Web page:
It’s been over a month since I started writing up various posts for this blog on The Hunger Games Adventures and dys4ia and Star Wars: The Old Republic and a half dozen other topics. Hopefully those thoughts will mature into coherence, but in the meantime I thought I’d write about a quickly-evaporating, transient cultural experience: fortune-telling. The art of reading tea leaves, as performed by my grandmother.
I come from a family of ersatz fortunetellers. I say “ersatz” because the tradition only started with my grandmother. She began reading palms as a teenager in 1940s Wales, mostly for laughs and charming intrigue. In later decades, she employed many methods of divination: tarot, more generalized psychic counseling, everything short of a crystal ball. By the mid-60s she and her kids were living in the Los Angeles area, where they sometimes earned extra pin money by telling fortunes. On some occasions, they even leveraged our family’s barely-swarthy Celtic look and ringlets of dark hair to dress up like a family of Romany. (I suppose this wasn’t considered an incredibly sketchy thing to do a half-century ago?) They’d then tell fortunes at big parties thrown by wealthy Los Angeles socialites, earning tips and clients.
Although most of my spindle-side family members have carried on their quasi-mystical hippie practices in one way or another, my grandmother’s the only one who’s continued to support herself as a fortune teller. These days she mostly does so as a kind of “spiritual counselor,” lending a little more respectability to the ladies she listens to and advises in a back room of her Santa Barbara house. She still reads their tea leaves, and their palms.
Tasseomancy–divination through tea leaves or coffee grounds–has always seemed like one of the more implausible methods of divination to me. It’s an interestingly genteel evolution of staring at animal entrails, the leftovers and byproducts of a meal. Where’s your future in a mess like that? For my grandmother, the literal idea of “this gook tells your future” isn’t that important; she uses the semi-random patterns as a lens for her own intuitions about a subject.
I visit my grandmother every year or two–more now that I worry over her increasing frailty–and I usually ask her to read my leaves. I don’t need to cultivate a literal belief in the supernatural to appreciate the unconditionally kind, deeply caring focus of her attention, or be astonished at her uncanny leaps of insight. I don’t believe she’s actually “telling the future,” but there’s some kind of highly intuitive process at work. She pulls together all sorts of information about a person into a kind of personalized apprehension of forward possibility.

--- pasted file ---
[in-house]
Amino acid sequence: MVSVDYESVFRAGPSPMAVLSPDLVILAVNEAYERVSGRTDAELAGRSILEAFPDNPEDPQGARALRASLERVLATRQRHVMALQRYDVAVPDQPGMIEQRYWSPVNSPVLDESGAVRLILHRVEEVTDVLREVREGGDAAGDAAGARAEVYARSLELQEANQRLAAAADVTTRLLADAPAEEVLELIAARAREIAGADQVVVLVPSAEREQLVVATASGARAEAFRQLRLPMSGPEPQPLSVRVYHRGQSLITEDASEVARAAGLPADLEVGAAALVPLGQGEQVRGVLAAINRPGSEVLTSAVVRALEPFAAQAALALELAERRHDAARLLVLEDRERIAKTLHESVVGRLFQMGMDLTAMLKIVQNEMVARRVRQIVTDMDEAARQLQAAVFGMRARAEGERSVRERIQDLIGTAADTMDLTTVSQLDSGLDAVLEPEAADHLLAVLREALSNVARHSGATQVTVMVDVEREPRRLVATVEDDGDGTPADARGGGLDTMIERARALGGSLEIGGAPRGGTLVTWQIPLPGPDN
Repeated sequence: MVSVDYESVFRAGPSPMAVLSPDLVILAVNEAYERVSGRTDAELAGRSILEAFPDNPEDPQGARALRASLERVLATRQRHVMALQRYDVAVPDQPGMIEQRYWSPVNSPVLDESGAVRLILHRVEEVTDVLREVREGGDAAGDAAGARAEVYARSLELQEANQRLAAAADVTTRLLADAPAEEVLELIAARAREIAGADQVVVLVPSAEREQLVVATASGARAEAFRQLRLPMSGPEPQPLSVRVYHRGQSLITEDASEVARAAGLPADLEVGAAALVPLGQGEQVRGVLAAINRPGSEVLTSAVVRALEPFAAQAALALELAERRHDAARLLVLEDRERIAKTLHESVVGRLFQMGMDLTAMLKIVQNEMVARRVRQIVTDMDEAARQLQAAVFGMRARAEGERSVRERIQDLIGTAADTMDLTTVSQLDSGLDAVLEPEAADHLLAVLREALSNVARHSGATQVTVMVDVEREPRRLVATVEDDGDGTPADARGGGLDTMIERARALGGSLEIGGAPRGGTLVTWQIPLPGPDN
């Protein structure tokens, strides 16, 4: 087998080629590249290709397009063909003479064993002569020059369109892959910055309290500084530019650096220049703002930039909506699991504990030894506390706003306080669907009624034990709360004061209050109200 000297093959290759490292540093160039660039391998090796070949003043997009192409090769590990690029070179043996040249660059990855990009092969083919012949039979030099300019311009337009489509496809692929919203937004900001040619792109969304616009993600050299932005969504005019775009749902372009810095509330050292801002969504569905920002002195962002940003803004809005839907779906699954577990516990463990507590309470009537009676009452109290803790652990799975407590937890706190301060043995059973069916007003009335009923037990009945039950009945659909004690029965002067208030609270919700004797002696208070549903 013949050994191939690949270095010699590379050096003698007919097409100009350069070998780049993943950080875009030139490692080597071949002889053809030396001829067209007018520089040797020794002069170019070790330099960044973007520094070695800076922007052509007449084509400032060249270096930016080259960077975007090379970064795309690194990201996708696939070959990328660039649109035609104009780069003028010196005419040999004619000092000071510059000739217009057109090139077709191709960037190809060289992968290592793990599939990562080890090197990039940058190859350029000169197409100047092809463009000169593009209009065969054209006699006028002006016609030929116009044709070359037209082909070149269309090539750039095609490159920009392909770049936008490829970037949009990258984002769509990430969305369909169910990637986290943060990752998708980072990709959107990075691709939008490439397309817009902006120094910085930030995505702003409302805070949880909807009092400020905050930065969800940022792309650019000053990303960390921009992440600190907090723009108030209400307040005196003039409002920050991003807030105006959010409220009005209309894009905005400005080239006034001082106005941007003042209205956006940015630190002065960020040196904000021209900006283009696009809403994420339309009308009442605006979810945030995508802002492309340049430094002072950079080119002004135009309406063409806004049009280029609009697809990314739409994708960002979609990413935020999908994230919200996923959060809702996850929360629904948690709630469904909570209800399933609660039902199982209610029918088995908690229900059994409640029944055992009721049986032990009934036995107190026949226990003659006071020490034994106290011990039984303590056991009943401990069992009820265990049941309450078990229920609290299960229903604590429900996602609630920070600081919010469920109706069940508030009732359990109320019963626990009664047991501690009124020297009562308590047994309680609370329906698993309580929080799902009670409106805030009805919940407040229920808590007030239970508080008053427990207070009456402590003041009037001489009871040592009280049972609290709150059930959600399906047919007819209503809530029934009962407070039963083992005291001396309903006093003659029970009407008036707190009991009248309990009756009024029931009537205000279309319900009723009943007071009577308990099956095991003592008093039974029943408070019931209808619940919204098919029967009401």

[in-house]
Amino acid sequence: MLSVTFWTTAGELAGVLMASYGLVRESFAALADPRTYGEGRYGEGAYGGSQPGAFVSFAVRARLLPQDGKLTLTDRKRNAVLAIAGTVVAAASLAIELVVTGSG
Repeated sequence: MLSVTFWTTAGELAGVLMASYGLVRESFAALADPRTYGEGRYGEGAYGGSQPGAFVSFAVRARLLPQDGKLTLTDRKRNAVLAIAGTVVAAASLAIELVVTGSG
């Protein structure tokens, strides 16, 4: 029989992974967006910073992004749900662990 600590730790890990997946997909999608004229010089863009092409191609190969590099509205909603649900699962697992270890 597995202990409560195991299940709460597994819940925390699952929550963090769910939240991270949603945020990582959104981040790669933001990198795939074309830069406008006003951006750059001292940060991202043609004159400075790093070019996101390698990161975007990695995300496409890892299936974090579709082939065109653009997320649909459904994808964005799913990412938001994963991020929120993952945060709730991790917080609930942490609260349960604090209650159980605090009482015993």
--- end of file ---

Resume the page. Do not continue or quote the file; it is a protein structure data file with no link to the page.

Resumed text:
Sometimes she really does appear to “glimpse” something that she doesn’t “actually” already know about, something she’s grasped in some more mysterious way. I’m as likely as the next skeptic to attribute this to conversational clue-assembly, or projection on my part, but the overall effect is a remarkably weird experience.
Today, for instance, she read my leaves and said I was going to be involved in a new project with a very energetic and extroverted woman who was good at promoting things. No huge surprises there. Then she got a little confused by something she was seeing:
REESHA: (my grandmother) I see that you’re making something, some sort of machine. Do you make machines? I didn’t know that.
NAOMI: Hmm, maybe?
REESHA: It’s not exactly a machine, though, but it’s something like a machine. What could that be? It’s like a printer, it’s a machine that can make other things. Maybe it makes other machines! Is there such a thing?
REESHA: If you are making such a thing it would be quite an invention! I think it might be a machine that like a printer, makes things that you can read, or perform, or play like music. Maybe it writes plays?
NAOMI: Yeah, I think you’re on to something there, that could describe some my work.
In case you’re not making the intuitive leap I did, the way that my grandmother’s talking about “machines that make things, like other machines, or things you can perform” is strikingly similar to some of the ways I and other people working in games talk about games as systems. Rules, or code, exist as structural artifacts that can create moments, sequences, sessions of play, enacted by players and oftentimes different with each “performance.” I often think about games like machines that exist partly in code, rules or pieces, and partly in the consciousness of people who play. I’ve even been thinking lately about “games that beget games,” systems that are both gamelike and tool-like, such as Minecraft.
Now, you might be thinking “Naomi, you must have said some of this to her, or she knows about it from talking to you.” My grandmother knows I work in games, but that’s about it; I’d arrived late the night before, gone to sleep, gotten up and had my tea leaves read. The only other people she might talk to about my work, or the particular ways I’m prone to talking about games, are my other relatives, most of whom don’t really converse on such topics either. She’s 85 and a little forgetful — so it’s certainly possible that some memory from years before was surfacing intuitively and forming part of a funny, confusing little pattern. Even so, it was a quirky little moment of magic.
She went on to tell me that I was going to be dealing a lot with a very stubborn but extremely hard-working person who was born in the Year of the Dog, and whose name began with L. I reminded her that this was basically a description of my girlfriend, and she laughed in delight. She’d forgotten about the first letter of Louisa’s name, and had only the vaguest idea of what year she was born in — but sometimes an unconscious guess you’re not even aware of is the best kind. Maybe it’s what fortunetellers are made of. Love you, Reesha.